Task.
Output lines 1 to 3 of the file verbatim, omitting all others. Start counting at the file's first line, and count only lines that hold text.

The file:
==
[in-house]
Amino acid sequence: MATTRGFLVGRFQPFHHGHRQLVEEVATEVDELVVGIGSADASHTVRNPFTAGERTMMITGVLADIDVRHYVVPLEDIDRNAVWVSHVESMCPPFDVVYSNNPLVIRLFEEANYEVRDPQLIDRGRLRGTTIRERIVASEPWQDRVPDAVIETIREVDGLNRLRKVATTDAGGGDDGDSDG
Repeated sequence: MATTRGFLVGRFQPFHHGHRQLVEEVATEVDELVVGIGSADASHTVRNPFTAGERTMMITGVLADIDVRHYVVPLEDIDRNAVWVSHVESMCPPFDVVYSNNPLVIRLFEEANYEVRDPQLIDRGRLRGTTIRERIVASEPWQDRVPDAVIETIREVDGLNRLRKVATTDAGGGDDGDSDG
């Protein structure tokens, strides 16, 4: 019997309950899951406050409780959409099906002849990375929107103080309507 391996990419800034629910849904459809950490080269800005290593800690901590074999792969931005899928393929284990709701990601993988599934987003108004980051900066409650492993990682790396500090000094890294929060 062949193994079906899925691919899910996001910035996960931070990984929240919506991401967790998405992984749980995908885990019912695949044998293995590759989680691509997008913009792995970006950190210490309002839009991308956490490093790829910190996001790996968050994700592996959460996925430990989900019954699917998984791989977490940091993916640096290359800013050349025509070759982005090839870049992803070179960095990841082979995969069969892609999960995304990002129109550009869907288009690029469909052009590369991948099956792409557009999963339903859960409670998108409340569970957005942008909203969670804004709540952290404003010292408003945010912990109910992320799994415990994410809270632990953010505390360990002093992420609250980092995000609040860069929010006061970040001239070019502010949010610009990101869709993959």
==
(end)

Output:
[in-house]
Amino acid sequence: MATTRGFLVGRFQPFHHGHRQLVEEVATEVDELVVGIGSADASHTVRNPFTAGERTMMITGVLADIDVRHYVVPLEDIDRNAVWVSHVESMCPPFDVVYSNNPLVIRLFEEANYEVRDPQLIDRGRLRGTTIRERIVASEPWQDRVPDAVIETIREVDGLNRLRKVATTDAGGGDDGDSDG
Repeated sequence: MATTRGFLVGRFQPFHHGHRQLVEEVATEVDELVVGIGSADASHTVRNPFTAGERTMMITGVLADIDVRHYVVPLEDIDRNAVWVSHVESMCPPFDVVYSNNPLVIRLFEEANYEVRDPQLIDRGRLRGTTIRERIVASEPWQDRVPDAVIETIREVDGLNRLRKVATTDAGGGDDGDSDG